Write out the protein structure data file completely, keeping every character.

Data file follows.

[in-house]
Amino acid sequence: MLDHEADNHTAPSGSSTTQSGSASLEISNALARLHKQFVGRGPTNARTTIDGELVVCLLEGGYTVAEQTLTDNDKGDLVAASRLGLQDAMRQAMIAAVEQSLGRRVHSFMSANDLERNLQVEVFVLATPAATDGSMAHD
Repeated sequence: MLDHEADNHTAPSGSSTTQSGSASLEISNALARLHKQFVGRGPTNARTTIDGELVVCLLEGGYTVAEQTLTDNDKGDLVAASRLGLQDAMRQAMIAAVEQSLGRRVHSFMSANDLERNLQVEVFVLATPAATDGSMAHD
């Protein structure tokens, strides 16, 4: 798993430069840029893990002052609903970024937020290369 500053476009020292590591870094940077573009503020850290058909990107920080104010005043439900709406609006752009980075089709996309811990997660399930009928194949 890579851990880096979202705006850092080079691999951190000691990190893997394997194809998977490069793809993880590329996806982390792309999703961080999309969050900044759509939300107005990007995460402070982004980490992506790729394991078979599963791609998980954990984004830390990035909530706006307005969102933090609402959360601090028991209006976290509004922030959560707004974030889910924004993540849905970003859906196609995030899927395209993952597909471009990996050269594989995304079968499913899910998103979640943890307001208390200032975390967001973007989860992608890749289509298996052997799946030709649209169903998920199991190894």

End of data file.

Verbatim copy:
[in-house]
Amino acid sequence: MLDHEADNHTAPSGSSTTQSGSASLEISNALARLHKQFVGRGPTNARTTIDGELVVCLLEGGYTVAEQTLTDNDKGDLVAASRLGLQDAMRQAMIAAVEQSLGRRVHSFMSANDLERNLQVEVFVLATPAATDGSMAHD
Repeated sequence: MLDHEADNHTAPSGSSTTQSGSASLEISNALARLHKQFVGRGPTNARTTIDGELVVCLLEGGYTVAEQTLTDNDKGDLVAASRLGLQDAMRQAMIAAVEQSLGRRVHSFMSANDLERNLQVEVFVLATPAATDGSMAHD
């Protein structure tokens, strides 16, 4: 798993430069840029893990002052609903970024937020290369 500053476009020292590591870094940077573009503020850290058909990107920080104010005043439900709406609006752009980075089709996309811990997660399930009928194949 890579851990880096979202705006850092080079691999951190000691990190893997394997194809998977490069793809993880590329996806982390792309999703961080999309969050900044759509939300107005990007995460402070982004980490992506790729394991078979599963791609998980954990984004830390990035909530706006307005969102933090609402959360601090028991209006976290509004922030959560707004974030889910924004993540849905970003859906196609995030899927395209993952597909471009990996050269594989995304079968499913899910998103979640943890307001208390200032975390967001973007989860992608890749289509298996052997799946030709649209169903998920199991190894």